Courtesy of corelanguages.com
Courtesy of corelanguages.com

For those of us who can’t make it to Milan in the next 5 months, there is an online magazine that shares photos and highlights from the expo, articles on the central topics, and interviews with various speakers (‘Expo Ambassadors’). There is also a map that shows off the creative designs of the various pavilions, clusters, and thematic areas. I highly recommend checking the site out, although I must warn that it might fill you with a painful sense of sorrow for not being able to see the expo in person. Unfortunately, I had to decline an invitation to participate in a food waste event being held there in June, but I’m sure Expo Milano 2015 will be inspiring several more of my posts here on SayNotoFoodWaste over the next few months. After all, it’s wonderful to see so many people celebrating the value of food to our world and working to make a real, global impact.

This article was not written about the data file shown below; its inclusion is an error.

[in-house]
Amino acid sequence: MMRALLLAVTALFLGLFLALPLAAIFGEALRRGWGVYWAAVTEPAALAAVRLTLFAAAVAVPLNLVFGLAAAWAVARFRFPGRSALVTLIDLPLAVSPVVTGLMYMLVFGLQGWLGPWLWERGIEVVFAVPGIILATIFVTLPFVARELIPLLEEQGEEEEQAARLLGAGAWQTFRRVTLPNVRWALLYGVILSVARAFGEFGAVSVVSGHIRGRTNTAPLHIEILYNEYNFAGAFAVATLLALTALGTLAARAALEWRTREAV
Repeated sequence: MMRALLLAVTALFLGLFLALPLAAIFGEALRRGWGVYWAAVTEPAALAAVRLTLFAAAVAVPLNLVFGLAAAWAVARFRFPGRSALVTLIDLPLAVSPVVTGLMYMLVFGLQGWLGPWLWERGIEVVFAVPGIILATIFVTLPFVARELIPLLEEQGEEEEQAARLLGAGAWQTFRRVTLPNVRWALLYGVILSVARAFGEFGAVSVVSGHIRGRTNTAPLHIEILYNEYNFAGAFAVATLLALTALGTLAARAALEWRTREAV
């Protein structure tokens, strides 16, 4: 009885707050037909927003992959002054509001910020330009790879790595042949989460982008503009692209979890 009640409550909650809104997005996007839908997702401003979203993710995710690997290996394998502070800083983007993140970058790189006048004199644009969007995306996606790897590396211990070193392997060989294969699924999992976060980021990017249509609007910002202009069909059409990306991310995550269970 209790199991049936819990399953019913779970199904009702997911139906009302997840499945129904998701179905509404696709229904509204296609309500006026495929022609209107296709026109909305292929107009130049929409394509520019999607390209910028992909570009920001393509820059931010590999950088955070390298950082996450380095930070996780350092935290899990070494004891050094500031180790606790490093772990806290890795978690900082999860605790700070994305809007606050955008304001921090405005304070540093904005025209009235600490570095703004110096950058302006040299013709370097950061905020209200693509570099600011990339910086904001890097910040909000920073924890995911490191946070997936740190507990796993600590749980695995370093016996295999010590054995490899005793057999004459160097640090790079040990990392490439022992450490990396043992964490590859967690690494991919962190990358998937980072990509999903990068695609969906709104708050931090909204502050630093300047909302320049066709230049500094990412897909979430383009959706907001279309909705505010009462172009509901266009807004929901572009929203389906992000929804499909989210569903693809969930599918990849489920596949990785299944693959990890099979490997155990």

Eva

PS: The US pavilion has its own website.

The History of American Food Culture

‘How did food become a moral issue in the United States?’ That is the question Helen Zoe Veit must have been asking herself when she began working on Modern Food, Moral Food: Self-Control, Science, and the Rise of Modern American Eating in the Twentieth Century. Using extensive evidence from the period, she persuasively argues that the first two decades of the 1900s witnessed a dramatic transformation in the American diet and public perception of food and health. In fewer than 200 pages, Veit manages to trace the roots of modern American food culture, including foodieism and body image standards, to the developments and, more importantly, the ideals of the Progressive Era.